ANC deputy president David Mabuza is set to be sworn in as a member of Parliament on Tuesday, clearing the way for his appointment as deputy president of the country. Mabuza met the ANC’s integrity commission on Friday in a bid to clear his name after media reports indicated that he was among 22 party leaders who had tainted the ANC’s image in the run-up to the 2019 general elections. Mabuza last week postponed his swearing in as an MP in order to deal with the allegations before the integrity commission — which had not been officially put to him at that point. The report from the commission, under the title “Statement on the national list” was vague in terms of the allegations against Mabuza. A copy of the statement — which the Mail & Guardian has seen — listed him along with Zizi Kodwa, the ANC’s head of the presidency, as leaders about whom “individuals” had brought allegations of corruption. Mail and Guardian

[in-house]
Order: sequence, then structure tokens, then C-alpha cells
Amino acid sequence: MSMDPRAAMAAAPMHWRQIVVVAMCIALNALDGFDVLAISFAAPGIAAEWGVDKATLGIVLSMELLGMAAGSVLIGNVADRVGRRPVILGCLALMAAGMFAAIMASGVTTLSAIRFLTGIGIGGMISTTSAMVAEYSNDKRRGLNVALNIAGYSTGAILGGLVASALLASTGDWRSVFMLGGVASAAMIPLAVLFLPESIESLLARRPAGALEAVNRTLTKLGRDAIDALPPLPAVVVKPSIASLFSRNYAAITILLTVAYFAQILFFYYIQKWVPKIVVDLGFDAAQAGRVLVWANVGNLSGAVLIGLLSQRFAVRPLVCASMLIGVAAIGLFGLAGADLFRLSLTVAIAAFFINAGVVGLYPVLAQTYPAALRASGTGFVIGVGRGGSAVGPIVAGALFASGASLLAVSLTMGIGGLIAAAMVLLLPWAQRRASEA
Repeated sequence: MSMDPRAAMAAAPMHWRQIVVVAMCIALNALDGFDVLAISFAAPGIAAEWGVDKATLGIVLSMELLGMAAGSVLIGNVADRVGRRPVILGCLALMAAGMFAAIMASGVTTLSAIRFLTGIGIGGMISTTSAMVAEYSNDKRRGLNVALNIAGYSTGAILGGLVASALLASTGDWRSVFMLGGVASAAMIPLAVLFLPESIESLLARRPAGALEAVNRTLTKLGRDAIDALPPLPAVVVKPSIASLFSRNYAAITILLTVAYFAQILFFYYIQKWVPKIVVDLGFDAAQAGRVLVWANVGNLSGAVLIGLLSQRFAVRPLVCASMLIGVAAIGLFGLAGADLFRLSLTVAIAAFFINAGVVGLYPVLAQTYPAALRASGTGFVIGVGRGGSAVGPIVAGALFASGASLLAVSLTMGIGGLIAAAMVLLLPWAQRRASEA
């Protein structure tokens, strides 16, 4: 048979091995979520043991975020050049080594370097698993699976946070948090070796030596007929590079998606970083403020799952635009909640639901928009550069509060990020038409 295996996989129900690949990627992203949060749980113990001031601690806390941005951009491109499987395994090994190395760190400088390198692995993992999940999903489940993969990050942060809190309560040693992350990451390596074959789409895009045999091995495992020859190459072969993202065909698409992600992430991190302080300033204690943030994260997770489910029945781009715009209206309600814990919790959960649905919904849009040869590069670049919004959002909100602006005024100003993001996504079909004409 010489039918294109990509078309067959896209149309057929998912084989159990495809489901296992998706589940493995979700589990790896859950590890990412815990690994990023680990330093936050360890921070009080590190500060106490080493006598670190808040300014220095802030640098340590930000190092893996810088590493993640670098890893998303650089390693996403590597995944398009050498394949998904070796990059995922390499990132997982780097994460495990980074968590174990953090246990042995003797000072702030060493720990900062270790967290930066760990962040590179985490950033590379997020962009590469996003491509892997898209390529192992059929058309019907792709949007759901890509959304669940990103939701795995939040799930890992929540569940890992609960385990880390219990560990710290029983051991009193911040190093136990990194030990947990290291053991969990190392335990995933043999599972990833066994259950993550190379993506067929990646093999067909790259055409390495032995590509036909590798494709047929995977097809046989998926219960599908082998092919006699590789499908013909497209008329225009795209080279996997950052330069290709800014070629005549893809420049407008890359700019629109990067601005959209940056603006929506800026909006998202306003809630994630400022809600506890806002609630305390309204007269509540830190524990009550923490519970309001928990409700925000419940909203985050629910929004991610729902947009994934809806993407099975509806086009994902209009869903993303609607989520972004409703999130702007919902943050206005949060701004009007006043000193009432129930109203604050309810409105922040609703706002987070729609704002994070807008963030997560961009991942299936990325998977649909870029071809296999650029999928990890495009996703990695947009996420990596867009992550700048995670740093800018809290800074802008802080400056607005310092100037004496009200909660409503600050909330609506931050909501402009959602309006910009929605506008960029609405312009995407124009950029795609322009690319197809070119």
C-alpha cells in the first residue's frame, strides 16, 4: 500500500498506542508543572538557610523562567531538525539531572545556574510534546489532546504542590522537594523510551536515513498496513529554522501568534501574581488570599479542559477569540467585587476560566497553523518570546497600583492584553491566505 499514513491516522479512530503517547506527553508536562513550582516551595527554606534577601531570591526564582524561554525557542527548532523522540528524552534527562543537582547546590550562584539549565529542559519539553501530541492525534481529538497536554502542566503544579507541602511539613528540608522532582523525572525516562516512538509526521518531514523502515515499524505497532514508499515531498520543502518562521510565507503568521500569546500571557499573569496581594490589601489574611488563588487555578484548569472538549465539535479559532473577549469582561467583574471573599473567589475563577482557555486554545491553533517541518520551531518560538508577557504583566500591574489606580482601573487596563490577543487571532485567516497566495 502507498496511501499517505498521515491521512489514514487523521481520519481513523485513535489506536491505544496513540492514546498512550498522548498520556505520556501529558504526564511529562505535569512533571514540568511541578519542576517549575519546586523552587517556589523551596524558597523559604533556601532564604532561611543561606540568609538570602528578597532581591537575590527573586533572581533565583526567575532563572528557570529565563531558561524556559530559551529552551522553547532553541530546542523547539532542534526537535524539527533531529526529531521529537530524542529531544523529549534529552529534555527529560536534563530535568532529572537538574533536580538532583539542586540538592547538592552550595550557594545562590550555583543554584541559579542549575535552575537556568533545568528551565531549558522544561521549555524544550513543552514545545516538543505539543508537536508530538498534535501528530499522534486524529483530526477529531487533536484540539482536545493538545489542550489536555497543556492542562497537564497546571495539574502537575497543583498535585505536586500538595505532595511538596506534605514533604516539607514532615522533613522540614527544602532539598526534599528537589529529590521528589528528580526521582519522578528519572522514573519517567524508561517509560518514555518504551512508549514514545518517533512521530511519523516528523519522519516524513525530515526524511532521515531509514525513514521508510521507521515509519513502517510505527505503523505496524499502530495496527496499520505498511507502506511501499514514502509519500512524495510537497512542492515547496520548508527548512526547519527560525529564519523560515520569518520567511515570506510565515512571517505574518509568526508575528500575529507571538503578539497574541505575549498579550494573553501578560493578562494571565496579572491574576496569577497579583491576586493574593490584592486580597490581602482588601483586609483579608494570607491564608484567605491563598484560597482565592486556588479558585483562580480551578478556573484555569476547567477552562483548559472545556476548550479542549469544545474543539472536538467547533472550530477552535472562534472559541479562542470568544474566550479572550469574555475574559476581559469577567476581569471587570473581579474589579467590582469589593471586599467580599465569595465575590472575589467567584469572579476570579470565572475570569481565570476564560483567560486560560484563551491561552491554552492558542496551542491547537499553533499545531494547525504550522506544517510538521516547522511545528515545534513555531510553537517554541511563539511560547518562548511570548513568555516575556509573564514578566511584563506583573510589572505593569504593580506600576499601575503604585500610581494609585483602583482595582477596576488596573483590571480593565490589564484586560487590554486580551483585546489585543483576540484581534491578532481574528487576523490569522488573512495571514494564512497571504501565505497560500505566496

Ex-Botswana President Khama Backs Opposition against His Successor
Former Botswana President Ian Khama told his supporters he was supporting the opposition against the ruling Botswana Democratic Party (BDP) in the country’s forthcoming elections. Khama, who handed power to his then-deputy Mokgweetsi Masisi last year after serving as president of the diamond-rich southern African nation for a decade, has since quit BDP. The policy feud with his hand-picked successor deepened, is threatening to split the party that has ruled the country since independence in 1966.  Africa News

Somalia’s Frightening Network of Islamist Spies
Somalia’s militant Islamists remain relatively undiminished, despite a 12-year UN-backed campaign against them, largely thanks to its sophisticated web of spies, writes the BBC’s Mary Harper. Often, when I return to the UK from Somalia, I get a phone call from al-Shabab. It usually happens even before I talk to my family, while I am waiting for my luggage or in a taxi on the way home. Once, after a trip to the south-western Somali town of Baidoa, I was given a detailed account of what I had done and where I had been. “You walked to a bank but it was shut. You knocked on the doors and tried to open them. You took some photos,” said the man from al-Shabab, an affiliate of al-Qaeda. BBC